NicaNotes: Humanitarian Intervention: False Doctrine

Humanitarian Intervention: False Doctrine

By Chuck Kaufman

I am really angry that passage of the NICA Act in its even worse form, the Nicaragua Human Rights and Anticorruption Act of 2018 (S. 3233), appears to be a fait accompli – and by unanimous consent at that!

If this Act has not passed by the time you receive these NicaNotes, please call your Senators using the talking points here: https://afgj.org/urgent-tell-your-senators-hands-off-nicaragua. If you are leaving a message, don’t forget to include your name and zip code.

What have we come to as a solidarity movement that we can’t even stop Senators Patrick Leahy and Dick Durbin from co-sponsoring regime change bills like the NICA Act and S. 3233? Unanimous consent for heaven’s sake! One single Senator could object and then they would at least have to vote on the bill which would almost surely push it off until the lame duck session after the vote. Hopefully primary sponsor of S. 3233, Ted Cruz, will be on his own way to the dust bin of history following the Nov. 6 vote and we can at least delay the bill to a quiet death.

But that kind of “inside the beltway” political calculation isn’t really the point. What makes me angry are the number of people who I used to consider comrades, who have contributed to this sad state of affairs.

My political consciousness began during the Vietnam War era. I can only personally speak of the time from then until now. During the Vietnam War, the anti-war movement was comprised of a majority who wanted the US to stop killing and to get out of Vietnam. There was also a minority that wanted the Viet Cong to win. During the Central America wars of the 1980s, the anti-war movement was composed of a majority which was against the US killing and wanted it to leave its hands off Nicaragua in particular. There was a minority that supported the Sandinista Revolution and wanted it to thrive.

In both cases – Vietnam and Nicaragua – both factions opposed US intervention. That was our common denominator. That was what we agreed on and it enabled us to ignore the things we disagreed on. Some of us called it US intervention; some of us called it US imperialism, but whatever we called it, we agreed that there was no positive role that the US could play in the internal affairs of either country.

Then came 1999 and the Bill Clinton administration’s dismemberment of Yugoslavia under the banner of “Humanitarian Intervention,” supposed righteous military attack to prevent human rights violations by the government of another country. The succeeding George W. Bush administration turned it into a Doctrine and made humanitarian intervention official policy of the United States government. Obama further embedded it, and Trump, although by nature an isolationist, has been pressured by his foreign policy apparatus to continue to toe the line. It is such a handy Doctrine. Few of us will fight for oil, but apparently majorities will support a bloated Pentagon budget and voluntary wars in multiple countries in the belief that we are protecting some mistreated population from abuse.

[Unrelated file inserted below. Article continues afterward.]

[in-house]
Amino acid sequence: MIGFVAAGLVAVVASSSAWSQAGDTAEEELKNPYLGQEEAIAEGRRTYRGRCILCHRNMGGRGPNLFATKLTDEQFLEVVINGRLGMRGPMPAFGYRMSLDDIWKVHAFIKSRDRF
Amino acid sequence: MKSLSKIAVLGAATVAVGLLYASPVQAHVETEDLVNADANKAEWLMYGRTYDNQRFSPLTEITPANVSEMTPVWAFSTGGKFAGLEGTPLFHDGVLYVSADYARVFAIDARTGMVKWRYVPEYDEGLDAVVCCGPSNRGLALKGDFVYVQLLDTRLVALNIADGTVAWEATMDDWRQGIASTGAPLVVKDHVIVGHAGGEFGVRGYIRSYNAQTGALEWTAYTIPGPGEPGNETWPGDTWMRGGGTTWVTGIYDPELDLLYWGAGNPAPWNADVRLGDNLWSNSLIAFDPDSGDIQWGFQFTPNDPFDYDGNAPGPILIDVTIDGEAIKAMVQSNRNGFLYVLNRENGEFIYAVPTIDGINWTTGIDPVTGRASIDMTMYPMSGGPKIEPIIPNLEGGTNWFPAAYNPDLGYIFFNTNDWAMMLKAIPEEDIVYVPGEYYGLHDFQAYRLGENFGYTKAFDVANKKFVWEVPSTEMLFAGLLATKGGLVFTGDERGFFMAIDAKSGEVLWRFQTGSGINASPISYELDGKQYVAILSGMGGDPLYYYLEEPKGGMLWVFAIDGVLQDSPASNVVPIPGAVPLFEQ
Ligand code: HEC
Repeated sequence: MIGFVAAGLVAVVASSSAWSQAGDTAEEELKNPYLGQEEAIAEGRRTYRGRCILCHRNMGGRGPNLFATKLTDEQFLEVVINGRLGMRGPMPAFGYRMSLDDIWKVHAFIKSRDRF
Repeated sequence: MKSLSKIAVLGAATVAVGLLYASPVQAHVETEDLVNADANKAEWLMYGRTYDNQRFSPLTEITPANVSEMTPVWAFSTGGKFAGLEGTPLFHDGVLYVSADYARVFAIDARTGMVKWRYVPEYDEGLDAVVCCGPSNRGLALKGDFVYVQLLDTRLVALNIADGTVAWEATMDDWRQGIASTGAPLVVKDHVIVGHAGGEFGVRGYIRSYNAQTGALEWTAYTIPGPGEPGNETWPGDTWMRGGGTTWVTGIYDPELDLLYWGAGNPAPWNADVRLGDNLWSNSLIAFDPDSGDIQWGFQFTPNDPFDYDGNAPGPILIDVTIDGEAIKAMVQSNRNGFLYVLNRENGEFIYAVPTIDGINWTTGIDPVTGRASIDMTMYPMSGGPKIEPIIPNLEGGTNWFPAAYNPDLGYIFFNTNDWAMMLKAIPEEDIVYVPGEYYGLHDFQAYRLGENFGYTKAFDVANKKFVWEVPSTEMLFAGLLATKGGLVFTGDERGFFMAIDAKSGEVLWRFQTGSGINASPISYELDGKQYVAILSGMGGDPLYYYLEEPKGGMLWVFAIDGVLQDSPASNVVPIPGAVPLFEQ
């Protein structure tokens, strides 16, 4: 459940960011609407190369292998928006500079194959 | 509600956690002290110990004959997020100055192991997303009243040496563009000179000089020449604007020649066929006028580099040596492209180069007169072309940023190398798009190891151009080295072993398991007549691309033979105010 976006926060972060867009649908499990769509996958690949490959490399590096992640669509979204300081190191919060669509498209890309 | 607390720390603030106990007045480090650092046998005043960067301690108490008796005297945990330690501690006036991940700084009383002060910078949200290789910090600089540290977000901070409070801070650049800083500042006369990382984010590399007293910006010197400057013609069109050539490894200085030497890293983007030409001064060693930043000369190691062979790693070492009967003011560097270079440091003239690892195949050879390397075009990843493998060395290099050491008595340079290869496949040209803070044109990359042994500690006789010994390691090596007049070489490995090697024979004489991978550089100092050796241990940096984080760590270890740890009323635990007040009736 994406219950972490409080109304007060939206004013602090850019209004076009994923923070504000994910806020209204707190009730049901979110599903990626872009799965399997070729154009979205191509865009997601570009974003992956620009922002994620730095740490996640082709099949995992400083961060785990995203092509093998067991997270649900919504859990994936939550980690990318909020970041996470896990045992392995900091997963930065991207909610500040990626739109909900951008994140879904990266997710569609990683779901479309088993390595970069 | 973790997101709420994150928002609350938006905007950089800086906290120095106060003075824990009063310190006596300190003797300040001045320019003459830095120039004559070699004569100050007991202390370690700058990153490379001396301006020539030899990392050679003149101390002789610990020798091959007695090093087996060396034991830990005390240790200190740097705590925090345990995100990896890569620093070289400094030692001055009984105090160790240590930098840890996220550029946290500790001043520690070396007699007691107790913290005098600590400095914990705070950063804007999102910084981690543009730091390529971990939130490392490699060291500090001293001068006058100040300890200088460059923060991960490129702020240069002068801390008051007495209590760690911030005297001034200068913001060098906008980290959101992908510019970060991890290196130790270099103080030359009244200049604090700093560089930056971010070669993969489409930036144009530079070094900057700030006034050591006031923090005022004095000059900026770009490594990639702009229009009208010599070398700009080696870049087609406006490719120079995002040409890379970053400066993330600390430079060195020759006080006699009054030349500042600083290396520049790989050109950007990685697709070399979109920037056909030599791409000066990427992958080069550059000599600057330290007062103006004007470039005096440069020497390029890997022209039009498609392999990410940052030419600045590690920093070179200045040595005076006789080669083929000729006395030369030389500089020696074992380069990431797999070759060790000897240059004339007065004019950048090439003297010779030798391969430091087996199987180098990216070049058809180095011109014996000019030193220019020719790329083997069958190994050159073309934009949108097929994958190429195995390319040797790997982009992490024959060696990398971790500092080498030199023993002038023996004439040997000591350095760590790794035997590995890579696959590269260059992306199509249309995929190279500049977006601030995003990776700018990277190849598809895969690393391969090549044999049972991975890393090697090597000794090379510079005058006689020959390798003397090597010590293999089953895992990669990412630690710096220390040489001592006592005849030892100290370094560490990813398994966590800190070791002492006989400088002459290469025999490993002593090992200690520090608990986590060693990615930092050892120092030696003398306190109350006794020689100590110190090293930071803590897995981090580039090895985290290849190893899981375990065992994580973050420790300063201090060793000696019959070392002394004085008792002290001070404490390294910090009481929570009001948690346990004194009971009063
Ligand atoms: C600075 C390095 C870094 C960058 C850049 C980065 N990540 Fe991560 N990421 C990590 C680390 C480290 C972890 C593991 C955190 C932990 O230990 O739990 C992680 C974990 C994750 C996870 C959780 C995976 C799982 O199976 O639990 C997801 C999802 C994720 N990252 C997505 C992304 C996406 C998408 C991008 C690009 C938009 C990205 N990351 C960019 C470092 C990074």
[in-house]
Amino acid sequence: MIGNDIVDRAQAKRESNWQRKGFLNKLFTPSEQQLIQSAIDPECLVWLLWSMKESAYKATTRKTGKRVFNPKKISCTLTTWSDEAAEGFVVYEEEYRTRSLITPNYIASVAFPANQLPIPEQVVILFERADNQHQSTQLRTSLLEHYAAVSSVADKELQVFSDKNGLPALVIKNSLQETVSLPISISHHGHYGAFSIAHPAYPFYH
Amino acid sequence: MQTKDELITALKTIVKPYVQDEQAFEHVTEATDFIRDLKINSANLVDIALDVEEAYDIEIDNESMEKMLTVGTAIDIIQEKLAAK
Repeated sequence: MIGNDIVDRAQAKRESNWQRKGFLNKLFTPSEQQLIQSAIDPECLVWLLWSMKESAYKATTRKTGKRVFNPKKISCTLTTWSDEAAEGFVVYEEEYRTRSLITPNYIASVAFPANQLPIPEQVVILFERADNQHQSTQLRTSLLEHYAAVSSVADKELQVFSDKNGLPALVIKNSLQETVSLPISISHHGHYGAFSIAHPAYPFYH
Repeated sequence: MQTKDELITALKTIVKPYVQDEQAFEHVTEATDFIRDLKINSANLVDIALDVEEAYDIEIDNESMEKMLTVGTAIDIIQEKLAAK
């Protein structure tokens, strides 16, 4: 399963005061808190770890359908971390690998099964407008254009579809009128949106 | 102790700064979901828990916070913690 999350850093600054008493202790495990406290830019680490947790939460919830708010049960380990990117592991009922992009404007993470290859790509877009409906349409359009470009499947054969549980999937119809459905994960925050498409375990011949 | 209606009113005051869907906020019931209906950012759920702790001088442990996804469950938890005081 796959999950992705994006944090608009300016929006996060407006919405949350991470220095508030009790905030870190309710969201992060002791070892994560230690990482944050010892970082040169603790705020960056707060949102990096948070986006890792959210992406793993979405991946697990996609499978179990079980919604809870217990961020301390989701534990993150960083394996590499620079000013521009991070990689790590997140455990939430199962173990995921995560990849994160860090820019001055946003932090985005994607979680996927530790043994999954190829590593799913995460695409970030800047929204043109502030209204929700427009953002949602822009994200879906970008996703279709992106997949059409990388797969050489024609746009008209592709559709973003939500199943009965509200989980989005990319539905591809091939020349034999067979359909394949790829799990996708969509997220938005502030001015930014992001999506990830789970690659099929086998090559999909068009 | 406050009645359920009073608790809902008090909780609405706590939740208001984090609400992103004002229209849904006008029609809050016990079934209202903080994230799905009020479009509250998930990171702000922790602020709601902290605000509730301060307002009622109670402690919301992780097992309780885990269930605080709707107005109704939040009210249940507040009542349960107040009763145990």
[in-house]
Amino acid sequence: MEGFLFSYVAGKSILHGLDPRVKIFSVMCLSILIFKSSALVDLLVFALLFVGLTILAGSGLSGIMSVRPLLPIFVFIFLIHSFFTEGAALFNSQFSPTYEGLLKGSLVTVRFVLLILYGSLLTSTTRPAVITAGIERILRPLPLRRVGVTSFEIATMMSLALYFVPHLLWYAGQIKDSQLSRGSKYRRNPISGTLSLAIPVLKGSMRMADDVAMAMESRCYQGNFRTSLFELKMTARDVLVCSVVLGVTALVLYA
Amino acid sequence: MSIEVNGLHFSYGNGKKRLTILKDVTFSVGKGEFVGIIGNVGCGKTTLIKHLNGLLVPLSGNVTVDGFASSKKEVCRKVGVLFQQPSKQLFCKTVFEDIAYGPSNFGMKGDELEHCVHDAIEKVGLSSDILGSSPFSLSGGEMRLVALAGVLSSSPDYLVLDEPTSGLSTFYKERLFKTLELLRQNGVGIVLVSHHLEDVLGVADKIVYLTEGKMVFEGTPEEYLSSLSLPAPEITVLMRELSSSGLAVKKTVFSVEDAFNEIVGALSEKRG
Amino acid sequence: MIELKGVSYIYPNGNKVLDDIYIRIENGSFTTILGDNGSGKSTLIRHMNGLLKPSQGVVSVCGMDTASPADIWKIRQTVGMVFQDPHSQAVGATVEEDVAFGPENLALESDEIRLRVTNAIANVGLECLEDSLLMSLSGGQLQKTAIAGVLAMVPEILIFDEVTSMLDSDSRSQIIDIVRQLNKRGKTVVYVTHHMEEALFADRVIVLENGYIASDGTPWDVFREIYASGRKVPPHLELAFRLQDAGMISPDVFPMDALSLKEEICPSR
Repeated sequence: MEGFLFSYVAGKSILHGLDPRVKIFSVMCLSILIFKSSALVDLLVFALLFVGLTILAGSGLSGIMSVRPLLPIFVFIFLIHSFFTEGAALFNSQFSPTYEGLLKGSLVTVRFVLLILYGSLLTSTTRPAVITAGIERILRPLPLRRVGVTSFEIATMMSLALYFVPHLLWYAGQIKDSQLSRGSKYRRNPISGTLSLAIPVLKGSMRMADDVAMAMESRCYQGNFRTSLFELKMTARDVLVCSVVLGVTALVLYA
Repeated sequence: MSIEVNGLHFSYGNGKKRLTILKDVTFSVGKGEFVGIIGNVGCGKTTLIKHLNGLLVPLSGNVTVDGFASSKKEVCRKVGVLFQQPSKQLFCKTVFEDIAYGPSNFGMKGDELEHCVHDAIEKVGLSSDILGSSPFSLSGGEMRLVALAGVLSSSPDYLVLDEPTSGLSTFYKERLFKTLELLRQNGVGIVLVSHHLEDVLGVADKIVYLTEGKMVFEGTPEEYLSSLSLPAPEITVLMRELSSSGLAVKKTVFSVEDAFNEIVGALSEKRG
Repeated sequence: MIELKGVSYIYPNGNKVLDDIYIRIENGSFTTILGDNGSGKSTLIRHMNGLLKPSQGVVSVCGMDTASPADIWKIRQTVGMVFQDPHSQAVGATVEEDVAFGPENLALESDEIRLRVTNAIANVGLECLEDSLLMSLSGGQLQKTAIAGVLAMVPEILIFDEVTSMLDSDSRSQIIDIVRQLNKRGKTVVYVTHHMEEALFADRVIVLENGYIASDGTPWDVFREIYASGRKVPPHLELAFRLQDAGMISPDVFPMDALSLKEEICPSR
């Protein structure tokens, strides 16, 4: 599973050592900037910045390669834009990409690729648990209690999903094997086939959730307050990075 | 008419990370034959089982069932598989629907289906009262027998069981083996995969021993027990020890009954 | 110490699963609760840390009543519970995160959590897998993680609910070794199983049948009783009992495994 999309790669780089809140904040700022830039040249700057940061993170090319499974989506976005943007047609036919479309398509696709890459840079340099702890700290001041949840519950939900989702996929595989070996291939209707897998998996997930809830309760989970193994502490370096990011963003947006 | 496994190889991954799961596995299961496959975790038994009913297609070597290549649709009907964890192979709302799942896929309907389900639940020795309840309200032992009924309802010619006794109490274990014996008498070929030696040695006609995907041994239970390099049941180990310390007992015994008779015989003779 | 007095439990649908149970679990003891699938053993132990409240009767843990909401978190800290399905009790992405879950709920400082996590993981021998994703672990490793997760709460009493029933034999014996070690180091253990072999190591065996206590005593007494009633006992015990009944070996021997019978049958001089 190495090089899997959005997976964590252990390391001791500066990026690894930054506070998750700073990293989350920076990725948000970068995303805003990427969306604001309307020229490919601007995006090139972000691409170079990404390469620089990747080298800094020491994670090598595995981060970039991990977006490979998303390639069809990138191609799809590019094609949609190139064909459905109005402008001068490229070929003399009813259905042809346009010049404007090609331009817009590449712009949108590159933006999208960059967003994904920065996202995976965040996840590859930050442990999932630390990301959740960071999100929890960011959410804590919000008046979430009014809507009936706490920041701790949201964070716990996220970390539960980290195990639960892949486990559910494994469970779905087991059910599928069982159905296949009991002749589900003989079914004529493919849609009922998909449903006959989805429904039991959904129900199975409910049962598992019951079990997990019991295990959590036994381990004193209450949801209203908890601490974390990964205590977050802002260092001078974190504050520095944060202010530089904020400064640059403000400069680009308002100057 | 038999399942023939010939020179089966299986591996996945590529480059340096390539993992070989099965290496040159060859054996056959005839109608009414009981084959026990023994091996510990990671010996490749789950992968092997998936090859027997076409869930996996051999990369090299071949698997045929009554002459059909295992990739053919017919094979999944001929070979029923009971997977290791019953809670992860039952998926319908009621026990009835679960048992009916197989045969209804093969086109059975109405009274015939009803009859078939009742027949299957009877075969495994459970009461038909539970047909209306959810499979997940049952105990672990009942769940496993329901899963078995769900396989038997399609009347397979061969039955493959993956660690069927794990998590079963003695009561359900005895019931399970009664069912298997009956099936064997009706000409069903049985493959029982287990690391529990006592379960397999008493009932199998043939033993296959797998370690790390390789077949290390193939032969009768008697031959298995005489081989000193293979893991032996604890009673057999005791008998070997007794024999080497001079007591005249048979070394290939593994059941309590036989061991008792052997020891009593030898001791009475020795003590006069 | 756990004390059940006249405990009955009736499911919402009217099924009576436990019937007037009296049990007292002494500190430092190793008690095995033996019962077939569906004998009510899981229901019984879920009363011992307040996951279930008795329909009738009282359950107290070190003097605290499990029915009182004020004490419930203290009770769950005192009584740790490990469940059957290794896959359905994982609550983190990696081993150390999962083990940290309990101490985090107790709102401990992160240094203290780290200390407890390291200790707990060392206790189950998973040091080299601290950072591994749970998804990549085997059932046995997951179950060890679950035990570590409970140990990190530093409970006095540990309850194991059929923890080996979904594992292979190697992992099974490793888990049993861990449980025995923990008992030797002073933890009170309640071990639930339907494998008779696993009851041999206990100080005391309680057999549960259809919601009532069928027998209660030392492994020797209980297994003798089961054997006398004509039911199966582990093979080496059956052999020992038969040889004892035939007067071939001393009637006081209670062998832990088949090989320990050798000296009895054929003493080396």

Somewhere between 1999 and today, large sectors of the peace and solidarity movements have bought in to the concept of humanitarian intervention so that the anti-war movement became divided and confused on US interventions in the Middle East and Africa and now Latin America, including Venezuela and Nicaragua.

I can understand that there are solidarity activists who don’t support the government of President Daniel Ortega. Some people have been consistent in that regard for going on 40 years. But it is a very big – and illegitimate – step from not supporting Daniel Ortega to not opposing US intervention. Some even go farther and call for passage of the NICA Act, sanctions, early elections. These are mortal sins. You cannot fail to oppose US intervention in the sovereign affairs of Nicaragua and continue to call yourself Left or progressive.

You cannot be both anti-imperialist and pro-intervention at the same time. It is simply disingenuous to say, “Of course I oppose US intervention, but…” There is no “but.” You have committed the unpardonable sin. The Nicaraguan people will have the final say on what kind of country, what kind of government, they want. Our job is to work to expose and oppose US intervention that constrains their ability to decide without outside influence.

BRIEFS

By Nan McCurdy

  • 30 Arrested for Protesting without a Permit
    Both the Inter-American Commission on Human Rights (IACHR) and the UN Office of the High Commissioner on Human Rights (OHCHR) allege that peaceful protesters were repressed on October 14 when 30 were arrested for protesting without a permit. The organisms insisted that Nicaraguans have the right to demonstrate and that “they cannot be subject to prior authorization.” They argue, “The Nicaraguan Police want to establish a prior regulation to prevent or declare them illegal and repress them” and “this contradicts international law.” The UN stressed that citizens of Nicaragua should be able to protest freely and peacefully and reiterated its call for a political dialogue to end the crisis in the country. On Oct. 13 the Police warned that it would not allow demonstrations that did not have the proper permission. On the 14th they arrested 30 opposition activists. All 30 were released on Monday. (Informe Pastran 10/15/18)

    Note from Nan: In most countries in the world marches and protests require police permits.  For the last five months, almost every time the opposition marches in Nicaragua there are violent incidents – a murder, torture, burning of police vehicles or private vehicles, etc.  The majority of people in Nicaragua are seriously traumatized every time they hear that the opposition is going to march. The police simply had not been requiring the opposition to abide by the law and request a permit. The idea is that the leaders who request a permit will be held accountable for violence, so hopefully there won’t be violence.  Most people don’t want more violence, so I believe the police will continue to require permits.

  • Bismarck Martinez Program for a Dignified and Secure Home
    A new social housing program has already received almost one thousand applicants. The program, named for Bismarck Martinez who was kidnapped and disappeared June 29 at an opposition roadblock in Jinotepe. Last month the police found videos of his torture on phones of captured terrorists.  The Vice President said the program will extend to other areas of the nation. (19 Digital 10/15/18)